Property taxes, Jefferson said, are the most unfair tax because you can never own your home.

    Even if your mortgage is paid off they can take away your house if you are behind on taxes.

  4. Also a county or city job used to pay $30-40,000 because you had job security but now everyone makes tons of money and administrators are making six figure salaries while the taxpayers are struggling to pay taxes on a lot less.

  5. We just closed on property in Wisconsin….

    exit stage right.

  6. Just sold our house in McHenry, took less than it was worth just to GET OUT!

    I now live where the real estate tax is 10% of what I was paying and the school is rated higher.

    Look at the houses on Zillow for sale.

    Of the 330 (more or less) 130 are foreclosures.

    1/3 of the houses are foreclosures.

    This can only get worse.

    Republicans are not conservative, they are just Progressive Lights there.

    Get out while you can.

  7. The only logical conclusion is that the humans promulgating this poisonous real estate economy environment are either personally untouched by it or earning a profit from it.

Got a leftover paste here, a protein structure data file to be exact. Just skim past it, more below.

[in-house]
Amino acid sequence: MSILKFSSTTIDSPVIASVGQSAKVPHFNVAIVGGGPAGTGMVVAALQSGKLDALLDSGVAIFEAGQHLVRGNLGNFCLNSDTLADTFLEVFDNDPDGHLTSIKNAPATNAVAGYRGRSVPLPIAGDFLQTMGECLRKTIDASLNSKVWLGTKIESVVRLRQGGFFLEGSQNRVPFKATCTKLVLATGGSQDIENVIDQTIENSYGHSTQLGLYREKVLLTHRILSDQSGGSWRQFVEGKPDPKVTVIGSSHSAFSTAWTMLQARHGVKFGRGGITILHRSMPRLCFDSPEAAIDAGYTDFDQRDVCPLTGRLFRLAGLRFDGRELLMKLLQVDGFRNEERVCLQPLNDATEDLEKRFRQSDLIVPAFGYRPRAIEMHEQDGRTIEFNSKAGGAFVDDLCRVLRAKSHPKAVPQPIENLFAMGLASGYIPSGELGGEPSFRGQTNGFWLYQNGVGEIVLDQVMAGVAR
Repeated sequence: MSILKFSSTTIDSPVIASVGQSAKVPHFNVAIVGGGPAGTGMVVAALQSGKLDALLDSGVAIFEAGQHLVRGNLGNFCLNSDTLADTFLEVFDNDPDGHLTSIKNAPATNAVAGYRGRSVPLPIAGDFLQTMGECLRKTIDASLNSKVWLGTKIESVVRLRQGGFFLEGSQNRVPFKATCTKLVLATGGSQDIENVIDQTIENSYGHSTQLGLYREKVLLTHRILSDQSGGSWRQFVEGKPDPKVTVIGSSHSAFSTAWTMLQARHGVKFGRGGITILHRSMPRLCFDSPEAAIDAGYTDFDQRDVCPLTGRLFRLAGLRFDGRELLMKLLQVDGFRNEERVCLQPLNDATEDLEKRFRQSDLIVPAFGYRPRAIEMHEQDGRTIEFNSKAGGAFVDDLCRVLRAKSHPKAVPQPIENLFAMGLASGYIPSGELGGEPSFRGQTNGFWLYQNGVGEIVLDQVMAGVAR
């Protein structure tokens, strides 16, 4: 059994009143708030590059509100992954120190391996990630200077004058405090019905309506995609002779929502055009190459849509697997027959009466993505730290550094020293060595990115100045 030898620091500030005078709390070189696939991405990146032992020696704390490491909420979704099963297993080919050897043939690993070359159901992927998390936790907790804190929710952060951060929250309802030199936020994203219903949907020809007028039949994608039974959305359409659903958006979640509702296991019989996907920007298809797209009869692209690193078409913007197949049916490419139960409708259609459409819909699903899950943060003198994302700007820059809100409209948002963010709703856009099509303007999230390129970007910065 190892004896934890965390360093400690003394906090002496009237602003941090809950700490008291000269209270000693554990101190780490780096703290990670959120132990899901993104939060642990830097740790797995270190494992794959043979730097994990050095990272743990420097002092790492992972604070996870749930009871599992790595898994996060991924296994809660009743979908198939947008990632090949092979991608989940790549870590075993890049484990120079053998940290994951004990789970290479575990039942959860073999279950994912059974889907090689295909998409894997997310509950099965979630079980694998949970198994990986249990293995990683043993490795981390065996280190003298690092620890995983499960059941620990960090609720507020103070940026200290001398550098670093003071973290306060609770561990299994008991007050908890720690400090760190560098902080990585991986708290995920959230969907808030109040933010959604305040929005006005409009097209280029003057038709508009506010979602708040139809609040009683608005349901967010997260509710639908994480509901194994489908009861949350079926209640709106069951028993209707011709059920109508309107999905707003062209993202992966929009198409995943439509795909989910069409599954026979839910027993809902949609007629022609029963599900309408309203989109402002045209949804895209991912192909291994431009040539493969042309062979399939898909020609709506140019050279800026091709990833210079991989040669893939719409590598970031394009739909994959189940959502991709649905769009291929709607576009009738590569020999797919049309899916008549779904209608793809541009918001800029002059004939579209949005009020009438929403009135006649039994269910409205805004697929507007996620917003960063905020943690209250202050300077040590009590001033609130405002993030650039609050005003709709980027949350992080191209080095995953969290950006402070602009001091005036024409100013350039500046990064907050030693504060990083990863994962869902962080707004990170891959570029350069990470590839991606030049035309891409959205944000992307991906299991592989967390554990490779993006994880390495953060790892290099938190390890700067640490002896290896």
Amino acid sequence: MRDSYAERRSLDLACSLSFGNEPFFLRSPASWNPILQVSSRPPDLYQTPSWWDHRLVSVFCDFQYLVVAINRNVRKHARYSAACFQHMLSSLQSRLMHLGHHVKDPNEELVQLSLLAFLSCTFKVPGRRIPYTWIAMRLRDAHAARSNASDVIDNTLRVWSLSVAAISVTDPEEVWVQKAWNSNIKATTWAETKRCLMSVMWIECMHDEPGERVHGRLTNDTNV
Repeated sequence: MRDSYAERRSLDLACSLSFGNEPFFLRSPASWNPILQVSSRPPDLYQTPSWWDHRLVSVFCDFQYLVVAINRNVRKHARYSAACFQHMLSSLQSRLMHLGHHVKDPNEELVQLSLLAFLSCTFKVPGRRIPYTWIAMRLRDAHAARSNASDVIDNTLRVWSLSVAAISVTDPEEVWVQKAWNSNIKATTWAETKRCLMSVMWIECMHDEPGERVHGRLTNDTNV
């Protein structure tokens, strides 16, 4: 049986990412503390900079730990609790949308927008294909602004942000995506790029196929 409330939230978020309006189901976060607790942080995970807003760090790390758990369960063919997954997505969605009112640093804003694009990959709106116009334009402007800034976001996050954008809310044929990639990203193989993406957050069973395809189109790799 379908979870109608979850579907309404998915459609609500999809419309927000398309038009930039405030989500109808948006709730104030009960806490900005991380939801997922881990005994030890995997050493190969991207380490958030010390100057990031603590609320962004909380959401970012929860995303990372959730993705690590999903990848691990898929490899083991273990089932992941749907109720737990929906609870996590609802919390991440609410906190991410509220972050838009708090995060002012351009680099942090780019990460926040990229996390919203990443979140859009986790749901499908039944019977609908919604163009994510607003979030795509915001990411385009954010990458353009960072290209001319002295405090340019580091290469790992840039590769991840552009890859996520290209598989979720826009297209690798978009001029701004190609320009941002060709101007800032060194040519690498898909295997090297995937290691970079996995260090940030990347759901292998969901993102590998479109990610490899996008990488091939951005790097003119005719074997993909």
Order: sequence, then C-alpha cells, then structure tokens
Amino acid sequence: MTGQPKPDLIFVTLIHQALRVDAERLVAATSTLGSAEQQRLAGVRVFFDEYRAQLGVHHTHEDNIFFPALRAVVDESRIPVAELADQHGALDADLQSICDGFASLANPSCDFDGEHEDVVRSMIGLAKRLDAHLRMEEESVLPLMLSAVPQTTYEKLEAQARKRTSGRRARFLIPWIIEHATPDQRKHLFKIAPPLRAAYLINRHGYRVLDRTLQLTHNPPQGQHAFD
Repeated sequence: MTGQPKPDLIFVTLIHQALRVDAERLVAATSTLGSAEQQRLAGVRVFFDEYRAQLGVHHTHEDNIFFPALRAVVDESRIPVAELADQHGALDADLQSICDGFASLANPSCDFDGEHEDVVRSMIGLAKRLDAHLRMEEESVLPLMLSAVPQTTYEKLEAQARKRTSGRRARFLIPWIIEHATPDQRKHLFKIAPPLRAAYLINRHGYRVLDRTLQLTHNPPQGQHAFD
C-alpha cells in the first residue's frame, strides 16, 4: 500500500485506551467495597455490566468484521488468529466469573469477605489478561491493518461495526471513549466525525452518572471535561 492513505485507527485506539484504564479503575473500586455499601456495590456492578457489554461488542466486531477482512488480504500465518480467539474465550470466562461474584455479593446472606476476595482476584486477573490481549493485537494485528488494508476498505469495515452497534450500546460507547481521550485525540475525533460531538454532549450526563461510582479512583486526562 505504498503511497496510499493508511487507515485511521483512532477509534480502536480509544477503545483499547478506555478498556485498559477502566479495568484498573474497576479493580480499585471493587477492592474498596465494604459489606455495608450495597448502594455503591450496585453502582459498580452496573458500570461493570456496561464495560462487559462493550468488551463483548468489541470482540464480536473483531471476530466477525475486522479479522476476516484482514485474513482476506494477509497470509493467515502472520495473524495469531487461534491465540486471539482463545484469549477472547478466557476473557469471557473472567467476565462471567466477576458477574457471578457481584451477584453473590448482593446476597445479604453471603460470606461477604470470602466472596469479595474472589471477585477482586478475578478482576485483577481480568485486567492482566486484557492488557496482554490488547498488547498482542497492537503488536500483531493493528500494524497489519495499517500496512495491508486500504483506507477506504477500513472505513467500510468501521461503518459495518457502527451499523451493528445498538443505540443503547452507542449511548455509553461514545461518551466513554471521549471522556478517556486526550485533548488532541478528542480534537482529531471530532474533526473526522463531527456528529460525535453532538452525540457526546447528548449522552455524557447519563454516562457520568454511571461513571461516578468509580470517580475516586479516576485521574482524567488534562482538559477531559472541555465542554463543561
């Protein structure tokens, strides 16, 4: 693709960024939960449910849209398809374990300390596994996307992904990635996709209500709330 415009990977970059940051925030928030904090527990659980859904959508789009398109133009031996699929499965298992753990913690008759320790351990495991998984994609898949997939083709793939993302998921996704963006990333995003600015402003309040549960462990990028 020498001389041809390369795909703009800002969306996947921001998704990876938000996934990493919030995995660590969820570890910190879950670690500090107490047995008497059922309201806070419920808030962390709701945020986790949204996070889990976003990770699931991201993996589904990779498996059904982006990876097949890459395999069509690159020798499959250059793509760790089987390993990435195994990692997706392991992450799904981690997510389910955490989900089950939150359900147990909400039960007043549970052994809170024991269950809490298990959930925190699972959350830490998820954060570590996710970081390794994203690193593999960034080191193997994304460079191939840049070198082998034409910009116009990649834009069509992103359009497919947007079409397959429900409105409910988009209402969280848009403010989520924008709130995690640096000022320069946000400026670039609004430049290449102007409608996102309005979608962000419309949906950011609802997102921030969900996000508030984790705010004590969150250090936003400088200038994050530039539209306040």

There is no rational possibility for elected officials to be unaware of it.

    As home values crash, bargains are created for rental property investors.

    If the dump-and-pump scheme is managed properly, tax rates will drop after all the attractive properties have been flushed out of private hands, into connected investors’ control.

    Another way for the scheme to work is to create a two-tiered property tax scenario whereby connected property investors are granted special reduced property tax deals or outright monetary grants.

    The danger is at the tipping point, when so few remaining taxpayers are able to shoulder the growing actual tax burden, and public services must be cut, and the vicious downward spiral a la Detroit is inescapable.

    But there will be no danger to investors who have borrowed money invested; others, or taxpayers, will take all the losses.

  8. Woodstock D200 posts historical school building usage information on its 2015 bond issue official statement:

    3 stand out as operating at far below capacity:

    Clay Academy: Square feet: 44282. Student capacity: 300 students.
    Student enrollment past 5 years: 2014: 70 students. 2013: 50 students. 2012:51 students.
    2011: 44 students. 2010: 43 students.